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The following definition is given in Dummit and Foote's Abstract Algebra on page 146.

For any group $G$ define the dual group of $G$ (denoted $\hat{G}$) to be the set of all homomorphisms from $G$ into the multiplicitive group of roots of unity in $\mathbb{C}$. Define a group operation in $\hat{G}$ by point wise multiplication of functions: if $\chi$ and $\psi$ are homomorphisms from $G$ into the group of roots of unit, then $\chi \psi$ is the homomorphism given by $(\chi \psi)(g)=\chi(g)\psi(g)$ for all $g\in G$, where the latter multiplication takes place in $\mathbb{C}$.

I am confused as to what is meant here by "the multiplicitive group of roots of unity". I have only studied the multiplicitive group of $n$th roots of unity. Is it the group of $n$th roots for every $n$? Thanks.

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The multiplicative group of $n$th roots of unity, which I'll call $\mu_n$, is the set of complex numbers $z$ such that $z^n=1$. Geometrically, $\mu_n$ is the set of points on the unit circle in $\mathbb C$ lying at angles $2\pi k/n$, $k=0,1,\dots,n-1$. $\mu_n$ is basically the same as the additive group $\mathbb Z/n\mathbb Z$: these groups are isomorphic.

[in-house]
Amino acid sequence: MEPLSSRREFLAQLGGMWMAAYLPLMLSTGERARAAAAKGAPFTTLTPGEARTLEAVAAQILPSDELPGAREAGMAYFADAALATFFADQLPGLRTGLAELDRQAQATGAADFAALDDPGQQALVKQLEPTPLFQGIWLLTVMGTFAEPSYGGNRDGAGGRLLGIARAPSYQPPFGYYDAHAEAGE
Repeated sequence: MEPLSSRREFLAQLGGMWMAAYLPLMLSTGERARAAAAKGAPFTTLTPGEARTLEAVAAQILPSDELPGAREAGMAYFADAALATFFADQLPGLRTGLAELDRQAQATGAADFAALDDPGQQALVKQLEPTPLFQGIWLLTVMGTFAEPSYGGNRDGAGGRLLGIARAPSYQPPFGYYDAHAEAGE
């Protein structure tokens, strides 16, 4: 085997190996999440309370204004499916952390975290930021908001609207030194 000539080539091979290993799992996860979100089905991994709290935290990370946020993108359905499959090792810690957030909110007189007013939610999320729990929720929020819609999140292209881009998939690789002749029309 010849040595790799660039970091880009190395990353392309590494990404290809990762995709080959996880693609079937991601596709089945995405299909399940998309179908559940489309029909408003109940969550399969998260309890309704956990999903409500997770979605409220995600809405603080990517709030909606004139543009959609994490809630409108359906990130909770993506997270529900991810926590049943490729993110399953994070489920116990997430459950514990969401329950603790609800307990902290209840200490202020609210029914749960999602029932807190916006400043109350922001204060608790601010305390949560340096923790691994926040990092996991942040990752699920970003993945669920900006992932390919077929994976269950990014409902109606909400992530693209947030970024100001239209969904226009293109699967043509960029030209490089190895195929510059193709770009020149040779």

But $\mu_n$ is not the group that Dummit and Foote are talking about. Your problem concerns the full multiplicative group of the roots of unity, which I'll call $\mu$. This consists of all complex numbers that are a root of $+1$. Formally, $$ \mu = \bigcup_{n=1}^\infty \mu_n $$ For instance, $1,-1,i,(1+i)/\sqrt2\in\mu$, and more generally, $e^{2\pi i k/n}\in\mu$ for any $k,n\in\mathbb Z$. Geometrically, $\mu$ is the set of points on the unit circle in $\mathbb C$ lying at angles that are rational multiples of $2\pi$. But unlike $\mu_n$, $\mu$ is not isomorphic to any group of the form $\mathbb Z/n\mathbb Z$. Instead, $\mu$ is isomorphic to the group $\mathbb Q/\mathbb Z$: the rational numbers modulo $1$.

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It's the multiplicative subgroup of $\mathbb{C}^*$ $$T=\{ z \in \mathbb{C} : \exists n \geq 1 | z^n=1\}$$

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